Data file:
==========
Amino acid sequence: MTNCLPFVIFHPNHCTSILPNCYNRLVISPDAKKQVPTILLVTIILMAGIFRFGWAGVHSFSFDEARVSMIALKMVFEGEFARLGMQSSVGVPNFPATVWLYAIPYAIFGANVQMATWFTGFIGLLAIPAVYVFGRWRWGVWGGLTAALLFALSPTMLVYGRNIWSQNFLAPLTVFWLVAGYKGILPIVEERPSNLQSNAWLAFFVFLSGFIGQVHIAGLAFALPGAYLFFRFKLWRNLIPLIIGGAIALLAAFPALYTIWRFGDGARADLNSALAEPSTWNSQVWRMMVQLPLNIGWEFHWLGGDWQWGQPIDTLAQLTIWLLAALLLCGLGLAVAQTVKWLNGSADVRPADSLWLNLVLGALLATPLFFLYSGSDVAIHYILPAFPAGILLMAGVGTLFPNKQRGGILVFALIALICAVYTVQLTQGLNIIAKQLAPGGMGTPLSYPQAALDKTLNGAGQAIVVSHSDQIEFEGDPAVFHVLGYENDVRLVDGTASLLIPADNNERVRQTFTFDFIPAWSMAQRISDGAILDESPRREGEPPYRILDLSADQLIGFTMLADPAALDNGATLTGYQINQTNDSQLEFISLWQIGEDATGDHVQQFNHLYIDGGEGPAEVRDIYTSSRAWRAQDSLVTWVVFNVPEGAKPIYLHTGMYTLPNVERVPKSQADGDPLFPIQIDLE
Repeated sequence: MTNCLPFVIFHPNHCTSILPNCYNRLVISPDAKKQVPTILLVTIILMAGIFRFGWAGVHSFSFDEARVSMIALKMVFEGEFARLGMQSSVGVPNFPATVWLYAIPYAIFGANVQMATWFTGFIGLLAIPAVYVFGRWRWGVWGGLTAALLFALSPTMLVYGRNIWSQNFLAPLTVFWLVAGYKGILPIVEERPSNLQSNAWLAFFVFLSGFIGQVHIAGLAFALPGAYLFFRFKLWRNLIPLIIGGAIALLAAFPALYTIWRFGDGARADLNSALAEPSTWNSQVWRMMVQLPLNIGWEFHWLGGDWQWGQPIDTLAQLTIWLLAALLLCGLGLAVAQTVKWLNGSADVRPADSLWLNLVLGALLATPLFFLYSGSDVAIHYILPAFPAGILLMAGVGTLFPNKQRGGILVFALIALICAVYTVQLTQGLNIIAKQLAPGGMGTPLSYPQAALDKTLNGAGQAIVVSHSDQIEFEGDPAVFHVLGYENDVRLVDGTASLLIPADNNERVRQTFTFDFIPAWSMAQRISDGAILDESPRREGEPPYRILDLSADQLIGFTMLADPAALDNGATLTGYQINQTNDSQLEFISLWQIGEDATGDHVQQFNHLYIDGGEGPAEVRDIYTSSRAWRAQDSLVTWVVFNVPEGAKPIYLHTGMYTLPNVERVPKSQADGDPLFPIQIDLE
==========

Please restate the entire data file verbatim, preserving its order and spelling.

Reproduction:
Amino acid sequence: MTNCLPFVIFHPNHCTSILPNCYNRLVISPDAKKQVPTILLVTIILMAGIFRFGWAGVHSFSFDEARVSMIALKMVFEGEFARLGMQSSVGVPNFPATVWLYAIPYAIFGANVQMATWFTGFIGLLAIPAVYVFGRWRWGVWGGLTAALLFALSPTMLVYGRNIWSQNFLAPLTVFWLVAGYKGILPIVEERPSNLQSNAWLAFFVFLSGFIGQVHIAGLAFALPGAYLFFRFKLWRNLIPLIIGGAIALLAAFPALYTIWRFGDGARADLNSALAEPSTWNSQVWRMMVQLPLNIGWEFHWLGGDWQWGQPIDTLAQLTIWLLAALLLCGLGLAVAQTVKWLNGSADVRPADSLWLNLVLGALLATPLFFLYSGSDVAIHYILPAFPAGILLMAGVGTLFPNKQRGGILVFALIALICAVYTVQLTQGLNIIAKQLAPGGMGTPLSYPQAALDKTLNGAGQAIVVSHSDQIEFEGDPAVFHVLGYENDVRLVDGTASLLIPADNNERVRQTFTFDFIPAWSMAQRISDGAILDESPRREGEPPYRILDLSADQLIGFTMLADPAALDNGATLTGYQINQTNDSQLEFISLWQIGEDATGDHVQQFNHLYIDGGEGPAEVRDIYTSSRAWRAQDSLVTWVVFNVPEGAKPIYLHTGMYTLPNVERVPKSQADGDPLFPIQIDLE
Repeated sequence: MTNCLPFVIFHPNHCTSILPNCYNRLVISPDAKKQVPTILLVTIILMAGIFRFGWAGVHSFSFDEARVSMIALKMVFEGEFARLGMQSSVGVPNFPATVWLYAIPYAIFGANVQMATWFTGFIGLLAIPAVYVFGRWRWGVWGGLTAALLFALSPTMLVYGRNIWSQNFLAPLTVFWLVAGYKGILPIVEERPSNLQSNAWLAFFVFLSGFIGQVHIAGLAFALPGAYLFFRFKLWRNLIPLIIGGAIALLAAFPALYTIWRFGDGARADLNSALAEPSTWNSQVWRMMVQLPLNIGWEFHWLGGDWQWGQPIDTLAQLTIWLLAALLLCGLGLAVAQTVKWLNGSADVRPADSLWLNLVLGALLATPLFFLYSGSDVAIHYILPAFPAGILLMAGVGTLFPNKQRGGILVFALIALICAVYTVQLTQGLNIIAKQLAPGGMGTPLSYPQAALDKTLNGAGQAIVVSHSDQIEFEGDPAVFHVLGYENDVRLVDGTASLLIPADNNERVRQTFTFDFIPAWSMAQRISDGAILDESPRREGEPPYRILDLSADQLIGFTMLADPAALDNGATLTGYQINQTNDSQLEFISLWQIGEDATGDHVQQFNHLYIDGGEGPAEVRDIYTSSRAWRAQDSLVTWVVFNVPEGAKPIYLHTGMYTLPNVERVPKSQADGDPLFPIQIDLE